A Historical Review of Diachrony and Semantic Dimensions of Trace in Neurosciences and Lacanian Psychoanalysis

Carolina Escobar, François Ansermet, Pierre J. Magistretti

Research output: Contribution to journalArticlepeer-review

2 Scopus citations


Experience leaves a trace in the nervous system through plasticity. However, the exact meaning of the mnesic trace is poorly defined in current literature. This article provides a historical review of the term trace in neuroscience and psychoanalysis literature, to highlight two relevant aspects: the diachronic and the semantic dimensions. There has been a general interest in diachrony, or a form of evolution of the trace, but its indissociable semantic dimension remains partially disregarded. Although frequently implied, the diachronic and semantic dimensions of the trace are rarely clearly articulated. We situate this discussion into the classical opposition of syntax, or rules of inscription of the trace in the nervous system, and semantics, or the content of the trace, which takes into consideration the attempt of the human being to build coherence. A general observation is that the study of the term trace follows trends of the thought of the given epoch. This historical analysis also reveals the decay of the idea that the trace is reliable to the experience. From the articulation between neurosciences and psychoanalysis in a historical perspective, this review shows that the trend is to consider trace as a production of the subject, resulting in a permanent rewriting in an attempt to give meaning to the experience. This trend is becoming increasingly evident in light of recent research in neurosciences and psychoanalysis.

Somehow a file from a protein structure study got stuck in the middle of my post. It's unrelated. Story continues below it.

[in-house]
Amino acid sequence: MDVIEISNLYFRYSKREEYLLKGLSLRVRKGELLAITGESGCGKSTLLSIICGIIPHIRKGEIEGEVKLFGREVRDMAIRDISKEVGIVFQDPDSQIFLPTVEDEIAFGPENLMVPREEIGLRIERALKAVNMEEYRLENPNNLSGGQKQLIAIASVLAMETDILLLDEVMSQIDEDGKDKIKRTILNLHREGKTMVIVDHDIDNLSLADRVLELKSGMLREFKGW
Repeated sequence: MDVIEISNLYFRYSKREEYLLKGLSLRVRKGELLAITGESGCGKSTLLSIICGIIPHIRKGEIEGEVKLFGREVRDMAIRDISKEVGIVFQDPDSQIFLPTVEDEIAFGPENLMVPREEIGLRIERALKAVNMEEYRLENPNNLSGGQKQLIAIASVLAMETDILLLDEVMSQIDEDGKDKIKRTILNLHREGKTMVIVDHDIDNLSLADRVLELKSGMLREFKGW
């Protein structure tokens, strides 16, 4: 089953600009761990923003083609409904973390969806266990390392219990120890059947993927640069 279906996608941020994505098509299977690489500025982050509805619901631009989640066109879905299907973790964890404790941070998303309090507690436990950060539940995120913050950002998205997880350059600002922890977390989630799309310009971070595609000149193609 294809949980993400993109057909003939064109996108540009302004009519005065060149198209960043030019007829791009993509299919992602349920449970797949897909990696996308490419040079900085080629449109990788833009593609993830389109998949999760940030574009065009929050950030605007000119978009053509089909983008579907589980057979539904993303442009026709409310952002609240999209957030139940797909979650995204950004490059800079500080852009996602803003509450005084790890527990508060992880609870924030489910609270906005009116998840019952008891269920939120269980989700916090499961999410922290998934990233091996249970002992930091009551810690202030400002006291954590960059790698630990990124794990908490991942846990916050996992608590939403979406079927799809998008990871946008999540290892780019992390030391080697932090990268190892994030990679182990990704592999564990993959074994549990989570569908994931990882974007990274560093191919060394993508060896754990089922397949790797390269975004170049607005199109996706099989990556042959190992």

Original languageEnglish (US)
JournalFrontiers in Psychology
Issue numberJUN
StatePublished - Jun 23 2017

Bibliographical note

KAUST Repository Item: Exported on 2020-10-01


Dive into the research topics of 'A Historical Review of Diachrony and Semantic Dimensions of Trace in Neurosciences and Lacanian Psychoanalysis'. Together they form a unique fingerprint.

Cite this